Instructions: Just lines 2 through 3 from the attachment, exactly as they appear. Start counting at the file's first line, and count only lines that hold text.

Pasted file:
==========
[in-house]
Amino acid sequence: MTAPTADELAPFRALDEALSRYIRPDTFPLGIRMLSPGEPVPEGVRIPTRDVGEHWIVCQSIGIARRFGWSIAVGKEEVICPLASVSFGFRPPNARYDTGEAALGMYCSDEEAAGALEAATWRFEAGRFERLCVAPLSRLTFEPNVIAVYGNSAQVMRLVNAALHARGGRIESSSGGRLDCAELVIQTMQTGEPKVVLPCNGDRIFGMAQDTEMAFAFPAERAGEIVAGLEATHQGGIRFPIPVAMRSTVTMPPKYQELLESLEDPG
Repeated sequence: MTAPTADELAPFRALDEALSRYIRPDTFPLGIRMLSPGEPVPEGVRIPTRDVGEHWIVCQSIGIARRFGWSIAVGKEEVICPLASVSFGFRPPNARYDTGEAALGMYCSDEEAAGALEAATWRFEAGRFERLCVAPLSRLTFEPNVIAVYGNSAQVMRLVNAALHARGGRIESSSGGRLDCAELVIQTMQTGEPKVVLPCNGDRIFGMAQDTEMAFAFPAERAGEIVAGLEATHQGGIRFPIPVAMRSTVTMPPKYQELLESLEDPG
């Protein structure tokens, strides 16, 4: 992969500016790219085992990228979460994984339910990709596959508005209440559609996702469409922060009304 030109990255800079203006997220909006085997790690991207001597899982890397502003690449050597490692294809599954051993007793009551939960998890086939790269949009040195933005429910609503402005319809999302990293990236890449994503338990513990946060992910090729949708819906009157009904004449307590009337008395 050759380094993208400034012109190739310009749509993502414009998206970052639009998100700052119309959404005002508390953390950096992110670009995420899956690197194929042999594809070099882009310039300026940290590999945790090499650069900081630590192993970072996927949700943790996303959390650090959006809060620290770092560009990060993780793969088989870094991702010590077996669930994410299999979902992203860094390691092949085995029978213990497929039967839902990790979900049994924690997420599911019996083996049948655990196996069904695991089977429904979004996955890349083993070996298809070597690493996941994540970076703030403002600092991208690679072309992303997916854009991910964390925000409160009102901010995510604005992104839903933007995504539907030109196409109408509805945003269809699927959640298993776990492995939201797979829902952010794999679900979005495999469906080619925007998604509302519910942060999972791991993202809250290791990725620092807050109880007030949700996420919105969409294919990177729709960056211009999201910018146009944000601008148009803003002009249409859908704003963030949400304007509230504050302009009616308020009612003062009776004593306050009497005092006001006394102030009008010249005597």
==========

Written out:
Amino acid sequence: MTAPTADELAPFRALDEALSRYIRPDTFPLGIRMLSPGEPVPEGVRIPTRDVGEHWIVCQSIGIARRFGWSIAVGKEEVICPLASVSFGFRPPNARYDTGEAALGMYCSDEEAAGALEAATWRFEAGRFERLCVAPLSRLTFEPNVIAVYGNSAQVMRLVNAALHARGGRIESSSGGRLDCAELVIQTMQTGEPKVVLPCNGDRIFGMAQDTEMAFAFPAERAGEIVAGLEATHQGGIRFPIPVAMRSTVTMPPKYQELLESLEDPG
Repeated sequence: MTAPTADELAPFRALDEALSRYIRPDTFPLGIRMLSPGEPVPEGVRIPTRDVGEHWIVCQSIGIARRFGWSIAVGKEEVICPLASVSFGFRPPNARYDTGEAALGMYCSDEEAAGALEAATWRFEAGRFERLCVAPLSRLTFEPNVIAVYGNSAQVMRLVNAALHARGGRIESSSGGRLDCAELVIQTMQTGEPKVVLPCNGDRIFGMAQDTEMAFAFPAERAGEIVAGLEATHQGGIRFPIPVAMRSTVTMPPKYQELLESLEDPG